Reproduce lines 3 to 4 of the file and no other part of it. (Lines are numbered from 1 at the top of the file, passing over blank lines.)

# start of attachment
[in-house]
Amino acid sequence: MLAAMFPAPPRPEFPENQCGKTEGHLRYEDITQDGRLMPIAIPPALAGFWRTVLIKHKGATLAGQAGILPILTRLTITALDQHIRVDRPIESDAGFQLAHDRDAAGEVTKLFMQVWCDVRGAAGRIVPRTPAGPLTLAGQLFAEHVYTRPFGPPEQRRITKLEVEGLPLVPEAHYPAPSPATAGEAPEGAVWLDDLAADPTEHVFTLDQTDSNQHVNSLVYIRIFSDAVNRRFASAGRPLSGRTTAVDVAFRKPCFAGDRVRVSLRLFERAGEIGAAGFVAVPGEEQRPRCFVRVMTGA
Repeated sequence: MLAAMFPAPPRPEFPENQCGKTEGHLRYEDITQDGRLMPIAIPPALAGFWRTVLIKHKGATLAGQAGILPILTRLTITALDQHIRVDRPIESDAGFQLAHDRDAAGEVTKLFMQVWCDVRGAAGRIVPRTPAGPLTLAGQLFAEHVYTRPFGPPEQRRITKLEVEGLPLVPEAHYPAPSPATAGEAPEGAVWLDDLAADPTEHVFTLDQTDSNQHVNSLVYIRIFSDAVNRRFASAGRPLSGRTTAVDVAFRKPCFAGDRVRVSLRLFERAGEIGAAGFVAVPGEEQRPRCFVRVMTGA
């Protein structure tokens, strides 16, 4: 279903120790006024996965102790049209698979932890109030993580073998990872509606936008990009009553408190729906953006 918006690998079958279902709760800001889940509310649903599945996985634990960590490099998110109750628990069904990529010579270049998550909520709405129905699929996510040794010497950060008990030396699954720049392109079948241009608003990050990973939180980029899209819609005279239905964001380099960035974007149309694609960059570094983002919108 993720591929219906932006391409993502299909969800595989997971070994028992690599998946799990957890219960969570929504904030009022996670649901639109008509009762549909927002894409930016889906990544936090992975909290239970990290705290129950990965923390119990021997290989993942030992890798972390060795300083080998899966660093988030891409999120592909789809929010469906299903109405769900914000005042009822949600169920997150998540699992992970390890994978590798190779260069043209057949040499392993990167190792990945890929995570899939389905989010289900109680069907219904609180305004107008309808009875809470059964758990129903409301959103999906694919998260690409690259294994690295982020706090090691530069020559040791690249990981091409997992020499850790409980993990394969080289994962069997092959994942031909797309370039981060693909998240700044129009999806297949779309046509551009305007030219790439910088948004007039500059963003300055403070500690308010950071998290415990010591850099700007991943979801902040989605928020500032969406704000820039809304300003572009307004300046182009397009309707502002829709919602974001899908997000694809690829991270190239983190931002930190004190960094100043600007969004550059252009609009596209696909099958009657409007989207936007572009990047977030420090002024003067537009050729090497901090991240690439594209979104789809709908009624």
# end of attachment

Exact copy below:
Repeated sequence: MLAAMFPAPPRPEFPENQCGKTEGHLRYEDITQDGRLMPIAIPPALAGFWRTVLIKHKGATLAGQAGILPILTRLTITALDQHIRVDRPIESDAGFQLAHDRDAAGEVTKLFMQVWCDVRGAAGRIVPRTPAGPLTLAGQLFAEHVYTRPFGPPEQRRITKLEVEGLPLVPEAHYPAPSPATAGEAPEGAVWLDDLAADPTEHVFTLDQTDSNQHVNSLVYIRIFSDAVNRRFASAGRPLSGRTTAVDVAFRKPCFAGDRVRVSLRLFERAGEIGAAGFVAVPGEEQRPRCFVRVMTGA
């Protein structure tokens, strides 16, 4: 279903120790006024996965102790049209698979932890109030993580073998990872509606936008990009009553408190729906953006 918006690998079958279902709760800001889940509310649903599945996985634990960590490099998110109750628990069904990529010579270049998550909520709405129905699929996510040794010497950060008990030396699954720049392109079948241009608003990050990973939180980029899209819609005279239905964001380099960035974007149309694609960059570094983002919108 993720591929219906932006391409993502299909969800595989997971070994028992690599998946799990957890219960969570929504904030009022996670649901639109008509009762549909927002894409930016889906990544936090992975909290239970990290705290129950990965923390119990021997290989993942030992890798972390060795300083080998899966660093988030891409999120592909789809929010469906299903109405769900914000005042009822949600169920997150998540699992992970390890994978590798190779260069043209057949040499392993990167190792990945890929995570899939389905989010289900109680069907219904609180305004107008309808009875809470059964758990129903409301959103999906694919998260690409690259294994690295982020706090090691530069020559040791690249990981091409997992020499850790409980993990394969080289994962069997092959994942031909797309370039981060693909998240700044129009999806297949779309046509551009305007030219790439910088948004007039500059963003300055403070500690308010950071998290415990010591850099700007991943979801902040989605928020500032969406704000820039809304300003572009307004300046182009397009309707502002829709919602974001899908997000694809690829991270190239983190931002930190004190960094100043600007969004550059252009609009596209696909099958009657409007989207936007572009990047977030420090002024003067537009050729090497901090991240690439594209979104789809709908009624």